Once an ex-spouse receives a QDRO they can begin to take money out of the account as if they were a plan participant. They also pay a share of the account’s costs based on their share of the account under the QDRO.

An ex-spouse has several options at this point. The most common are:

  • Receive the money as a lump sum

An ex-spouse may simply be able to pull all of their money out of the retirement account in cash.

While they will pay taxes as normal on this income, due to the QDRO an ex-spouse will not pay the tax penalties for early withdrawal from a retirement account. This is one of the rare instances when you can withdraw money early from a retirement account with no penalty.

  • Roll the retirement account over

Under a standard QDRO an ex-spouse may roll their portion of a retirement account into a new account and plan.

This is analogous to transferring a 401(k) from one employer to another. An ex-spouse can transfer the funds between retirement accounts without paying either income taxes or penalties, as they would any other rollover.


  • Contribute to the existing account

If the ex-spouse would like to keep their interest in the existing retirement account, the parties can draft a QDRO that leaves the account indefinitely split. The ex-spouse can make contributions to this account and eventually withdraw their share of both the original marital assets along with any future growth.

  • Receive retirement payments

While an ex-spouse does not need to be retired to receive payments under a QDRO, a retiree can also choose to receive distributions as either a lump sum or regular payments.

Retired ex-spouses may elect to receive payments under the retirement account as though they were a standard plan participant.

Special Circumstances: Child Support, Dependency and Other Forms of Guardianship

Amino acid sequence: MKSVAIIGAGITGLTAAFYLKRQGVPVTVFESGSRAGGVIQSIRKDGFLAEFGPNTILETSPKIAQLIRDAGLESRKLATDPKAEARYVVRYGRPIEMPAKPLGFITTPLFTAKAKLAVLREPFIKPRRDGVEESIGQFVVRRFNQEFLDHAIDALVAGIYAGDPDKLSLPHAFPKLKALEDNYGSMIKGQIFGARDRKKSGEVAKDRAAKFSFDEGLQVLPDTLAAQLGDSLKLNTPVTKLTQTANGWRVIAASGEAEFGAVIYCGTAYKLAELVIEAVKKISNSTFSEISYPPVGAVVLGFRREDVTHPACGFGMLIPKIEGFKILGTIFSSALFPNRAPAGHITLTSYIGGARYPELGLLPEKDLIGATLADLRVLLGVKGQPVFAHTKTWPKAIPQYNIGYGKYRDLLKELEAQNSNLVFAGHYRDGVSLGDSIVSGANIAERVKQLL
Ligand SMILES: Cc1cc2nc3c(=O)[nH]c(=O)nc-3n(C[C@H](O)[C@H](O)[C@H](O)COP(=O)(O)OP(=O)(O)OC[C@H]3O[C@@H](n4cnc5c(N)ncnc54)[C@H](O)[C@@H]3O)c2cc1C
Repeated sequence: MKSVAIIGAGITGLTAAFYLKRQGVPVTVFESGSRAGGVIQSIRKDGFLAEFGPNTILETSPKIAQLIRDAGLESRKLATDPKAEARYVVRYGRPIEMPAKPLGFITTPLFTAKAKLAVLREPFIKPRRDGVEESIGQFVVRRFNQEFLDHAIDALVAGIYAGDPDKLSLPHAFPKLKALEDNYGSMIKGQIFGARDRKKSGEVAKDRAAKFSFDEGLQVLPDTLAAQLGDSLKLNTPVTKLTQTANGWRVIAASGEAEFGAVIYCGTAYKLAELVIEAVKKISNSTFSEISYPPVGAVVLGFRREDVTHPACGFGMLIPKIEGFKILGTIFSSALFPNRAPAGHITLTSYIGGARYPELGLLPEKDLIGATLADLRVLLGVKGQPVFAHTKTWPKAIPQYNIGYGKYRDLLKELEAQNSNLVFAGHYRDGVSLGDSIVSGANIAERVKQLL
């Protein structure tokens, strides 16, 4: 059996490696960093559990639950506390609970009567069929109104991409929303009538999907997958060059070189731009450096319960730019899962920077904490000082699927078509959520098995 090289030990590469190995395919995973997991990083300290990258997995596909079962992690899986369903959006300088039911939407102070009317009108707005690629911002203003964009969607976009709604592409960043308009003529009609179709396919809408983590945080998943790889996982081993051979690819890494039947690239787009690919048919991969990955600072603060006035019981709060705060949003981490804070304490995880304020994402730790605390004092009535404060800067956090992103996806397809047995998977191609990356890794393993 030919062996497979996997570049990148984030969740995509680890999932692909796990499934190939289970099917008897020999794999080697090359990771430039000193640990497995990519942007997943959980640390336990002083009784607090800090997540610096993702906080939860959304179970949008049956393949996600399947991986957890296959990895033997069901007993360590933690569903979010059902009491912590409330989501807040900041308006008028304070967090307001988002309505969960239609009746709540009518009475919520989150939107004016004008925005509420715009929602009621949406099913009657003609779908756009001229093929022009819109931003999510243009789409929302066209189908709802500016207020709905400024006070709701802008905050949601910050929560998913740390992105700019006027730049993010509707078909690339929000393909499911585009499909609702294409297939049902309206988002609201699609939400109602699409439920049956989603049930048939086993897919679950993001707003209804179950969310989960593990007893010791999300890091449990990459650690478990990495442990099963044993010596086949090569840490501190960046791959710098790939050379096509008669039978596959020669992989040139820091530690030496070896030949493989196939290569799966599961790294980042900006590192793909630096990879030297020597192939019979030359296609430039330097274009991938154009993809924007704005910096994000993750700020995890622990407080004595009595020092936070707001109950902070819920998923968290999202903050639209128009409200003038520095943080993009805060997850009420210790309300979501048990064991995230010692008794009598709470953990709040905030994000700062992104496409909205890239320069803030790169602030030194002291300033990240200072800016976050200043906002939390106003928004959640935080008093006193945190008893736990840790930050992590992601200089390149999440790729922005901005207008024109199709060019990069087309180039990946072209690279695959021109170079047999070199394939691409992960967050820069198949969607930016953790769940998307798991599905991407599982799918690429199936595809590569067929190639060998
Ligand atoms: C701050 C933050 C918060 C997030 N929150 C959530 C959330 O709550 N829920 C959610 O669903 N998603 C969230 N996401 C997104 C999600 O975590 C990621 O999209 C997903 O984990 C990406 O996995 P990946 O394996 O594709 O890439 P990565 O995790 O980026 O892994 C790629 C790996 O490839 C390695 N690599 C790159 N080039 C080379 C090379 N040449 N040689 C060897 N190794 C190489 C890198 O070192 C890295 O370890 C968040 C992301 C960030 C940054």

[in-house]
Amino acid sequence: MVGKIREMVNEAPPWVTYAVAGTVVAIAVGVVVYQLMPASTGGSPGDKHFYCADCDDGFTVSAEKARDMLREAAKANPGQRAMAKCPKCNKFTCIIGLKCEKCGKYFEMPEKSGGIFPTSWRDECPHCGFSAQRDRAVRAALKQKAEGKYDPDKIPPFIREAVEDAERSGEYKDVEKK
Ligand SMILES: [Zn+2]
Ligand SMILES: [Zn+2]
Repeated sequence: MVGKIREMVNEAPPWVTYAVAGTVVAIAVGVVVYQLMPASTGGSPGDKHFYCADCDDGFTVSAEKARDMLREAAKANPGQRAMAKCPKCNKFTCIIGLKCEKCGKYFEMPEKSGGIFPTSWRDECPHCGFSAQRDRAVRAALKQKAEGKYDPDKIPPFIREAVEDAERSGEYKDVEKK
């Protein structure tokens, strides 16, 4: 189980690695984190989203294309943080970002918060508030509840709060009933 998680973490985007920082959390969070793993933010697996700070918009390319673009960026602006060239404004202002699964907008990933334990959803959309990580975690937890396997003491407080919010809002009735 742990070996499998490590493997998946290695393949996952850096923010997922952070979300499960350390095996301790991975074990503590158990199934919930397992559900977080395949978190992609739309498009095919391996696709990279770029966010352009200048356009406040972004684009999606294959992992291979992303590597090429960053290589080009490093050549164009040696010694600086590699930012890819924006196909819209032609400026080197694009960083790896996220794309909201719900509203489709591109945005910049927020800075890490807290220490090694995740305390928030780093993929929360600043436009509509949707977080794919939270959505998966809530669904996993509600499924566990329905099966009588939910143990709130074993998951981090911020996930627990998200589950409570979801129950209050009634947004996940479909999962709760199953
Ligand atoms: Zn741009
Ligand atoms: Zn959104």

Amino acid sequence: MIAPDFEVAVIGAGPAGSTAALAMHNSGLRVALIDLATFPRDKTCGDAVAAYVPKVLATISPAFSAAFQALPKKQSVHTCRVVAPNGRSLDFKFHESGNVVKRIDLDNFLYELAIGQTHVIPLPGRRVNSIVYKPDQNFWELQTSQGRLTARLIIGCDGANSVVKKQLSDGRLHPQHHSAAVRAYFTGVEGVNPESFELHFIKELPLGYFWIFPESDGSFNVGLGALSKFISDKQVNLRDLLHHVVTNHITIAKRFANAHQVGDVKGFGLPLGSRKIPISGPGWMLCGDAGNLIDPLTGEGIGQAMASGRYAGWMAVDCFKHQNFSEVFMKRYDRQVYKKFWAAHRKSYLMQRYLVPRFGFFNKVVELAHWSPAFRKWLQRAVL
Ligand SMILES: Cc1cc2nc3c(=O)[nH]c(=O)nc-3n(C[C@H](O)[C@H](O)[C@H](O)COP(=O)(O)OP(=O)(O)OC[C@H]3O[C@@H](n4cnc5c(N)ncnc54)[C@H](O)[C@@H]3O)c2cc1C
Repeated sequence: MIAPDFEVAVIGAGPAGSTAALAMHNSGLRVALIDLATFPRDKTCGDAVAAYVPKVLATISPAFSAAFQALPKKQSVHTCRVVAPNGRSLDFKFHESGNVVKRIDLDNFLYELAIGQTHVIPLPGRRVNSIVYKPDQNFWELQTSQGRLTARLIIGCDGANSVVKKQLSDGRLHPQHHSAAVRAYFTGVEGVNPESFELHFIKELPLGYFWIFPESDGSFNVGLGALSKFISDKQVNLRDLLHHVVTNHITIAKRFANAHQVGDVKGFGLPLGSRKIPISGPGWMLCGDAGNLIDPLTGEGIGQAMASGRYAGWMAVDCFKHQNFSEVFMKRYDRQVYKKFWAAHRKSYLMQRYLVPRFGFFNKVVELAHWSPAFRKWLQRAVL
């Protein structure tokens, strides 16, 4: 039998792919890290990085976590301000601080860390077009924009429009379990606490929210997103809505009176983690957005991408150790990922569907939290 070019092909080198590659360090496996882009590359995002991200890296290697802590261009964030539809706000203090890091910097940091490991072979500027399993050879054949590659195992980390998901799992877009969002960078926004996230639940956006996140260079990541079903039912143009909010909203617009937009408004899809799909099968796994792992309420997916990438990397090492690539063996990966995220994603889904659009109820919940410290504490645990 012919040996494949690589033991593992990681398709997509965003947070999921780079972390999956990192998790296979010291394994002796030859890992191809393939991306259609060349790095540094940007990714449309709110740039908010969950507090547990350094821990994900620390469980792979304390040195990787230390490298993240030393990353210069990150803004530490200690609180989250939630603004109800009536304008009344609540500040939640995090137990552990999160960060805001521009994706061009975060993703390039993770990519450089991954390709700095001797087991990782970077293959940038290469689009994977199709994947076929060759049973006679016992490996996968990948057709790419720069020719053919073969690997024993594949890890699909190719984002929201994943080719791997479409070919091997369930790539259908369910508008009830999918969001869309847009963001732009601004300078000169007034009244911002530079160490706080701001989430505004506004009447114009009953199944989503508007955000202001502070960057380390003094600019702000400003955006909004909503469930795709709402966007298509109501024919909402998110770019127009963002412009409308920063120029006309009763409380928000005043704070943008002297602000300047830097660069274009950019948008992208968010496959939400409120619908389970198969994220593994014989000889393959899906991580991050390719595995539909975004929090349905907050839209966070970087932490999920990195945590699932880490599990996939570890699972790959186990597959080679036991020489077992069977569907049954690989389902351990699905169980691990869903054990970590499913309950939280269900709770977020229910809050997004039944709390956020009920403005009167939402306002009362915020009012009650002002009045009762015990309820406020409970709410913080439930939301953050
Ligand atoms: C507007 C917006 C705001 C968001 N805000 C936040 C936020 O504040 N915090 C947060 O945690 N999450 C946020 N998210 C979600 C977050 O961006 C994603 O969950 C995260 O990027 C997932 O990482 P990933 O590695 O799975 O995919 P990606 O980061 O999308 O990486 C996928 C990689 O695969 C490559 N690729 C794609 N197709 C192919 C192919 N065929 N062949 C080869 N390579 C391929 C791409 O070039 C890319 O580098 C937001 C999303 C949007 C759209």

A QDRO may also be written to benefit someone who is not an ex-spouse. The most common vehicle for this is when the court will use a retirement account as a means of securing child support.

In this case the court will nominate a trustee to receive the QDRO payments on the minor’s behalf. Typically this will be the child’s guardian (which will often be the ex-spouse). From there the QDRO will operate as normal. Payment amount, form and structure will be specified in the QDRO and the retirement account will make those payments. The money will be taxed as ordinary investment income but will not be subject to early withdrawal fees. It will be paid to the minor’s guardian to spend on that child’s welfare.

Safeguarding Your Money Through Retirement and Divorce

  • Consider your retirement income. The basic math of retirement planning centers around finding ways to replace your income once you’ve stopped working. Part of that income will likely come from Social Security; the rest, you’ll need to fill in with your own savings. Use our retirement calculator to see if you’re on pace to meet your retirement income needs.
  • Speak to an expert. Retirement planning is already a complex process. It gets even more complex when divorce comes into play. You’ll have to take your assets into account, as well as expenses related to the settlement process. Balancing all of this can be difficult, which is why it pays to get help from a financial professional. SmartAsset’s financial advisor matching tool can help you get an advisor by finding advisors in your area who meet your specific needs.

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Eric Reed Eric Reed is a freelance journalist who specializes in economics, policy and global issues, with substantial coverage of finance and personal finance. He has contributed to outlets including The Street, CNBC, Glassdoor and Consumer Reports. Eric’s work focuses on the human impact of abstract issues, emphasizing analytical journalism that helps readers more fully understand their world and their money. He has reported from more than a dozen countries, with datelines that include Sao Paolo, Brazil; Phnom Penh, Cambodia; and Athens, Greece. A former attorney, before becoming a journalist Eric worked in securities litigation and white collar criminal defense with a pro bono specialty in human trafficking issues. He graduated from the University of Michigan Law School and can be found any given Saturday in the fall cheering on his Wolverines.